It’s no secret HBS graduates are a hard-charging bunch who sometimes find it hard to take time off. Most eventually learn how to do this so they can recharge to do even harder charging—spending time at a beach, playing golf, climbing mountains, or the like. But Scott Wu (MBA 1994)…well, he goes places that aren’t on most people’s vacation lists.
“My wife often jokes that every vacation we’ve taken since we first met involves visiting an orphanage or refugee camp,” says Wu, who is driven by a desire to help others just as he and his family were helped when they came to the United States.
“I was born in Taiwan, and my mother and I came to the States when I was just about five,” explains the 46-year-old Wu. “When we first arrived, my family really struggled. Living through that process, we were assisted by organizations that were there to help us. That left a big impression—that even a little bit of help could make a big difference, and everybody just needs a chance.”
Wu got his start in international aid work early. After getting his undergraduate degree from Dartmouth, he worked on development projects in Tanzania and with a center combatting child prostitution in Bangkok. He has monitored refugee camps and volunteered in AIDS orphanages. He spent eight years as president of Aim High, an educational organization focused on inner-city, disadvantaged children. He was also cofounder of a Gates Foundation–funded middle school, and served as director of the International Institute of San Francisco. Wu is currently chairman of the US Committee for Refugees and Immigrants as well as a Presidential Innovation Fellow working on the Development Innovation Ventures project at the United States Agency for International Development (USAID).
And, keep in mind, these are just his side jobs.
Wu’s private-sector résumé is also filled with enough experience for a couple of different careers. He cofounded and served as general partner of FTV Capital, a private equity firm with more than $1 billion of capital under management. He cofounded Blue Horizon Equity, a buyout firm focused on environmental sustainability, health and wellness, natural and organic consumer products, and business services. He was also a member of the founding team of Upstart, which is pioneering crowdfunding for recent graduates.
Wu credits HBS with giving him the skills he needed to succeed in both the private and non-profit sectors.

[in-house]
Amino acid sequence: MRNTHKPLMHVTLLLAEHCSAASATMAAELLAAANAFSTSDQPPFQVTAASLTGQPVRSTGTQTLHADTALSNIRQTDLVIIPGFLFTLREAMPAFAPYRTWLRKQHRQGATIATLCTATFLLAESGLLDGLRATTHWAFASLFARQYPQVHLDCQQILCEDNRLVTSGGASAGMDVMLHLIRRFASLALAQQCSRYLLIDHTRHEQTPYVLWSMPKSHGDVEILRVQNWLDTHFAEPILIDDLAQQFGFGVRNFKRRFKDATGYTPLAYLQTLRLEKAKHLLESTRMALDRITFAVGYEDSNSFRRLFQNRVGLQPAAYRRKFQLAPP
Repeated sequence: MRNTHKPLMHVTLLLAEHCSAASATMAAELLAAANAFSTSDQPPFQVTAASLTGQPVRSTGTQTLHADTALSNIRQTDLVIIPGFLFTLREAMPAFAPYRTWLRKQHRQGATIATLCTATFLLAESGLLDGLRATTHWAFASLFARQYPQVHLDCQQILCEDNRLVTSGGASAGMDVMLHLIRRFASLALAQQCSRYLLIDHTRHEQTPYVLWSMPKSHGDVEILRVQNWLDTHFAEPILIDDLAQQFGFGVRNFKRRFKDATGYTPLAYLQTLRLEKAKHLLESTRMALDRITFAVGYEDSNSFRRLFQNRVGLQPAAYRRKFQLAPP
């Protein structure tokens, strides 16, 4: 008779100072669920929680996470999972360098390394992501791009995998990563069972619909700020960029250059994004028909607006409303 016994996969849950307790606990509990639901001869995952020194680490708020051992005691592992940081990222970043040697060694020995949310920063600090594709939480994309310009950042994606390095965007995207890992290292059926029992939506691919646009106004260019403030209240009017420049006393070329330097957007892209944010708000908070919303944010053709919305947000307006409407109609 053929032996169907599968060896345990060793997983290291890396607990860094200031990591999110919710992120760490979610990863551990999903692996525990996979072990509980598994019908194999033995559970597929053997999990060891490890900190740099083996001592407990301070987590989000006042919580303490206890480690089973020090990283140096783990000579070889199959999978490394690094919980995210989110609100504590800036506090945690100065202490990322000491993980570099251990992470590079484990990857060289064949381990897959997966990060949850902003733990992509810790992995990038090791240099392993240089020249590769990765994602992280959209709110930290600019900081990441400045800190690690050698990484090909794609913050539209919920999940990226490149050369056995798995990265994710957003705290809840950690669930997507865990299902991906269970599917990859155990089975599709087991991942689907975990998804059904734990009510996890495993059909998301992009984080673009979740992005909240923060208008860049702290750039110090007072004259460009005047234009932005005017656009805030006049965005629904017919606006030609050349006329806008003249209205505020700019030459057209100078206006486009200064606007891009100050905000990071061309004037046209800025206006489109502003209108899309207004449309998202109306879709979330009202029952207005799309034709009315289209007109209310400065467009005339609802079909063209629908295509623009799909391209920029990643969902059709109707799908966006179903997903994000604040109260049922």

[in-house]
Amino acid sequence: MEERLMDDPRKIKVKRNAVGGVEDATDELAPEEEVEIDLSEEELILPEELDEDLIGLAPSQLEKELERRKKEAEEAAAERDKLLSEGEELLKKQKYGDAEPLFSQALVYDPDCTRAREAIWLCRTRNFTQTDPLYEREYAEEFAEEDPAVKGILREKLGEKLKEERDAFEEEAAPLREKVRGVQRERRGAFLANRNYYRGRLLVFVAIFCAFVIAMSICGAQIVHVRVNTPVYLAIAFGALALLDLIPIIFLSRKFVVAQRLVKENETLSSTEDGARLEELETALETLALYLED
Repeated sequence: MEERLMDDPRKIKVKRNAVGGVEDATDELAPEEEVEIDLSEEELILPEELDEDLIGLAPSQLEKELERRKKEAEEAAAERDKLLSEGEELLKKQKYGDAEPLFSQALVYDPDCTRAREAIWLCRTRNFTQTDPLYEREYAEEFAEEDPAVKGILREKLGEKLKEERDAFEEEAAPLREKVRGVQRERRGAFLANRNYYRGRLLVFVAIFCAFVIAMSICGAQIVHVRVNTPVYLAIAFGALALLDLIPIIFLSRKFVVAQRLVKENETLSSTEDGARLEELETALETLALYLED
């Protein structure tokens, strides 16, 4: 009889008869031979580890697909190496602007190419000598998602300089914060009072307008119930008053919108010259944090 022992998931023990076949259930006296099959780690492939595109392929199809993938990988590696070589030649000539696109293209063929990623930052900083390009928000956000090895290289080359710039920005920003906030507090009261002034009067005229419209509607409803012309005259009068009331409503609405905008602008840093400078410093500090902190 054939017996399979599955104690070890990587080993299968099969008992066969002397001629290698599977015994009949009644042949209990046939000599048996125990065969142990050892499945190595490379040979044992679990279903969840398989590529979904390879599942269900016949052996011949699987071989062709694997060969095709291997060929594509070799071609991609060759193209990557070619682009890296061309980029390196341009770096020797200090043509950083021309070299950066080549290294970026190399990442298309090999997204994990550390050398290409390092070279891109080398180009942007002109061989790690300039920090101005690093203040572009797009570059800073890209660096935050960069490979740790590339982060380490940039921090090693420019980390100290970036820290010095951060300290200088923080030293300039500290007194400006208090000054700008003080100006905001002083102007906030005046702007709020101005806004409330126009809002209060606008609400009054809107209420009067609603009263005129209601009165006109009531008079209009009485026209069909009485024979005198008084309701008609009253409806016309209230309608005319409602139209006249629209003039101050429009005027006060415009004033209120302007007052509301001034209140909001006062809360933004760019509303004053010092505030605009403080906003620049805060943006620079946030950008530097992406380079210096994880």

“HBS is very good at training leaders, and teaching problem-solving skills and building up the foundation of confidence, motivation, and outlook to attack a challenge,” he says. “For much of my life I applied the skills I learned toward entrepreneurship and start-ups and the venture capital community; and on the flip side of my life, I’ve applied them when working on global poverty and inner-city education situations. HBS really showed me how to apply those skills to some of the biggest problems facing the world.”
Right now Wu is particularly excited about being selected as a Presidential Innovation Fellow at USAID. The program, started in 2010, is overseen by the White House Office of Science and Technology Policy. It brings dynamic executives from the private sector, nonprofits, and academia directly into the federal government to innovate, collaborate, and make the government’s international outreach efforts—from agriculture and education to health care—more effective and scalable.
Wu describes the work at USAID as “essentially a two-and-a-half year-old venture capital fund housed in the agency to invest in innovative ideas from any entrepreneur, businessperson, or academic trying to address the developing world’s greatest challenges.”
He believes this is the perfect opportunity to bring all his skills together in one project.
“USAID itself has, at a high level, a mission to end extreme poverty, to potentially save the world,” he says. “This is really the first time I can take my professional expertise in venture capital and finance and apply it in this fashion toward entrepreneurs and others working on solutions to major problems of a different type.
“This isn’t a handout; it’s an investment,” Wu adds. “We are using these funds to build sustainable businesses that will help people both by the products and services they deliver and by contributing to a stronger global economy.”